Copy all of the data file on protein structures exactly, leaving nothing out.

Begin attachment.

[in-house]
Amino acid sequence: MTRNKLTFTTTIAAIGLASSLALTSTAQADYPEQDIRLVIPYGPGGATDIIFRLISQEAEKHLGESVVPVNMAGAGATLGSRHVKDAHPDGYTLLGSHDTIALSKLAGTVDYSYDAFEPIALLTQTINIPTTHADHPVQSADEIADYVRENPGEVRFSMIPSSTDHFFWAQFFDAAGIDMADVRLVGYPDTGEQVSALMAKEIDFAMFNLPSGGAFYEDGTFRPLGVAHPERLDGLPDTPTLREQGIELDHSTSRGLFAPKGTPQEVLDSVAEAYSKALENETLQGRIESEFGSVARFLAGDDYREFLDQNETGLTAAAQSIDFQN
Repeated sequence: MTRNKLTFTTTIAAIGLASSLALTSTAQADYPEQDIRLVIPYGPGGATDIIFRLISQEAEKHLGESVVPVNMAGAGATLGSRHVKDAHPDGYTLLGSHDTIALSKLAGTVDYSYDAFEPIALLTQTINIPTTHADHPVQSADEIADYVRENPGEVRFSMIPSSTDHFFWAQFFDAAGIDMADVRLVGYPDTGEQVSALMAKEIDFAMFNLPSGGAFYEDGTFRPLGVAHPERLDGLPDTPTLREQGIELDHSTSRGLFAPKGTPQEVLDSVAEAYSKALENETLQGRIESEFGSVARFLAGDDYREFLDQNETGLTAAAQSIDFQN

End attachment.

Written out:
[in-house]
Amino acid sequence: MTRNKLTFTTTIAAIGLASSLALTSTAQADYPEQDIRLVIPYGPGGATDIIFRLISQEAEKHLGESVVPVNMAGAGATLGSRHVKDAHPDGYTLLGSHDTIALSKLAGTVDYSYDAFEPIALLTQTINIPTTHADHPVQSADEIADYVRENPGEVRFSMIPSSTDHFFWAQFFDAAGIDMADVRLVGYPDTGEQVSALMAKEIDFAMFNLPSGGAFYEDGTFRPLGVAHPERLDGLPDTPTLREQGIELDHSTSRGLFAPKGTPQEVLDSVAEAYSKALENETLQGRIESEFGSVARFLAGDDYREFLDQNETGLTAAAQSIDFQN
Repeated sequence: MTRNKLTFTTTIAAIGLASSLALTSTAQADYPEQDIRLVIPYGPGGATDIIFRLISQEAEKHLGESVVPVNMAGAGATLGSRHVKDAHPDGYTLLGSHDTIALSKLAGTVDYSYDAFEPIALLTQTINIPTTHADHPVQSADEIADYVRENPGEVRFSMIPSSTDHFFWAQFFDAAGIDMADVRLVGYPDTGEQVSALMAKEIDFAMFNLPSGGAFYEDGTFRPLGVAHPERLDGLPDTPTLREQGIELDHSTSRGLFAPKGTPQEVLDSVAEAYSKALENETLQGRIESEFGSVARFLAGDDYREFLDQNETGLTAAAQSIDFQN